Who would think a cookie could create such controversy and eventual sweet victory? After years of legal maneuvers and grassroots organizing, Wisconsin bakers can sell homemade baked goods thanks to a judge’s ruling in 2017. New Jersey is now the only state still with a ban on the sale of homemade baked goods.
Thanks to cottage food laws across our country, homesteaders can diversify and sell to their community certain “non-hazardous” food products made in their home kitchen, such as breads and cookies, and jams, jellies and pickles. It’s community commerce at its finest, crafting something in your own kitchen and selling to your neighbors.
While these state specific laws vary in what you can produce, how much you can earn and where you can sell, some states like Wisconsin and New Jersey unfortunately have been intensely fighting such entrepreneurial opportunities. I’ve learned it takes homestead bakers like myself to fight unconstitutional laws. Our success results in positive change that supports all of us small scale food entrepreneurs.
I’m one of a trio of baking activists that recently, successfully, sued the State of Wisconsin on behalf of home bakers. Alongside my farmer friends Kriss Marion and Dela Ends, we spent years working with the Wisconsin Farmers Union to expand our state’s cottage food laws to catch up with the rest of the country that fosters such entrepreneurial spirit and include baked goods via the Cookie Bill. While this bill had broad-based support, passing in the Senate multiple times, Wisconsin Assembly Speaker Robin Vos refused to put the Bill on the Assembly floor for a vote, resulting in Wisconsin being one of the most unfriendly states in the nation for home-based food entrepreneurs, especially those who want to launch a baked enterprise from their home kitchen.
When the Legislative branch bogged down as it became clear Speaker Vos would never put the Cookie Bill on the agenda for a vote, we took our case to the Judicial branch, suing the state in partnership with the Institute for Justice. Our point and Judge Jorgenson in Lafayette County agreed, was that Wisconsin’s ban on the sale of home baked goods is unconstitutional and reflects the illegal influence of big industry groups. Apparently, these groups felt threatened by mom and pop competition. While the Judge ruled in our favor back in May, 2017, the Wisconsin Department of Agriculture, Trade and Consumer Protection (DATCP) had argued that the ruling was limited to just myself and Dela and Kriss. Fortunately, Judge Jorgenson officially disagreed and clarified that his ruling applies to all home bakers in the state of Wisconsin. Not, as DATCP claimed, just us three plaintiff bakers.
This victory is particularly sweet to me personally. The opportunity behind cottage food laws to champion new entrepreneurs inspired my husband, John Ivanko, and I to write the book Homemade for Sale, serving as the national authoritative guide to cottage food start-ups. Now, finally, these resources can also support new kitchen entrepreneurs in my home state of Wisconsin to thrive.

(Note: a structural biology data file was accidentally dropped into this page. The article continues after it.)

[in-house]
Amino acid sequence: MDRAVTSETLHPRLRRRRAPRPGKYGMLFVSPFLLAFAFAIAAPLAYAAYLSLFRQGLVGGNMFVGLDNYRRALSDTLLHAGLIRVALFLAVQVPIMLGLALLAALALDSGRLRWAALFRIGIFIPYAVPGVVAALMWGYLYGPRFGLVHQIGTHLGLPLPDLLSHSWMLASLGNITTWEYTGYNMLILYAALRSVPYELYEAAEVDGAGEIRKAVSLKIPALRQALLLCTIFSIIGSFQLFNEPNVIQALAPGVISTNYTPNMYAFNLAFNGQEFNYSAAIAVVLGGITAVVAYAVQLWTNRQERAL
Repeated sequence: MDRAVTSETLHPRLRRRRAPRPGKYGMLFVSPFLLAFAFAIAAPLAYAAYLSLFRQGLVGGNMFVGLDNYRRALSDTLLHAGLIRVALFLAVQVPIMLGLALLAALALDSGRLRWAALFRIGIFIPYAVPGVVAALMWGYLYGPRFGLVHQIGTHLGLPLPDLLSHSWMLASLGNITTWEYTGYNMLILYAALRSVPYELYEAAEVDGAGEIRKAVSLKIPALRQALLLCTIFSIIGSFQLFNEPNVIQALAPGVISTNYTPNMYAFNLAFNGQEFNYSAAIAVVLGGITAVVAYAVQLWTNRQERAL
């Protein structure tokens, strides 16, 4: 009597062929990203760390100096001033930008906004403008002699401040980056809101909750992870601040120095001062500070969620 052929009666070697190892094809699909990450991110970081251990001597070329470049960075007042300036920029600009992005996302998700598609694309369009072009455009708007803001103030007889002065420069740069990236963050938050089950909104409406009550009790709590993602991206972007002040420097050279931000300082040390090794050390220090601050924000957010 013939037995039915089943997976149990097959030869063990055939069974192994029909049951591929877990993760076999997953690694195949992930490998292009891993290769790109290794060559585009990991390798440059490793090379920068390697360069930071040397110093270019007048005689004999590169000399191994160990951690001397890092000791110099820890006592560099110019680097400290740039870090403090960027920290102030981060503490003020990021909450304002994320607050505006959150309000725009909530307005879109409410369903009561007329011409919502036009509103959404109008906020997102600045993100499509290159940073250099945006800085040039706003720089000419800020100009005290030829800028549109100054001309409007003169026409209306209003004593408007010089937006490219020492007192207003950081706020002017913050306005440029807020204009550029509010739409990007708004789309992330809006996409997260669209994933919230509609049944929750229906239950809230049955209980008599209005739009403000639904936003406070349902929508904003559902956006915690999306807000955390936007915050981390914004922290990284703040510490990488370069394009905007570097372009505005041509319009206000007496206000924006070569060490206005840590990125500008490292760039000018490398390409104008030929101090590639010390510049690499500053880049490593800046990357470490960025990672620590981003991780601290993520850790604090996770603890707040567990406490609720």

Wisconsin is now in a unique situation as we have a judicial ruling that lifts the ban on the sale of home baked goods, but we have no law or specific regulations. This means that until our legislature passes an official law, we do not have specific regulations to abide under. The net net: As fledgling new baking entrepreneurs in Wisconsin, we need to take responsibility and self-educate ourselves on what we can and cannot do under this ruling and steward this well fought for opportunity to launch in our home kitchens.
One state still has a ban on the sale of homemade baked goods: New Jersey. New Jersey allows home bakers to legally sell their baked goods for charity and nonprofit bake sales. But the second bakers sell a cookie to earn a living, they are breaking the law and slapped with $1,000 in fines. A new lawsuit filed December 7, 2017, by a group of home bakers, the New Jersey Home Bakers Association and aided again by the Institute for Justice, seeks to change that.
Stay tuned in 2018 for hopefully victorious news from the Garden State followed by positive success stories as we’ve seen in Wisconsin of new home bakery business launches, including our own Inn Serendipity Fresh Baked Homemade Bakery.
Lisa Kivirist, with her husband and photographer, John D. Ivanko, have co-authored Rural Renaissance, Homemade for Sale, the award-winning ECOpreneuring and Farmstead Chef cookbook along with operating Inn Serendipity B&B and Farm, completely powered by the wind and sun. Both are speakers at the Mother Earth News Fairs. Kivirist also authored Soil Sisters. As a writer, Kivirist contributes to Mother Earth News, most recently, 9 Strategies for Self-Sufficient Living. They live on a farm in southwestern Wisconsin with their son Liam, millions of ladybugs and a 10 kW Bergey wind turbine. Read all of Lisa's MOTHER EARTH NEWS posts here.
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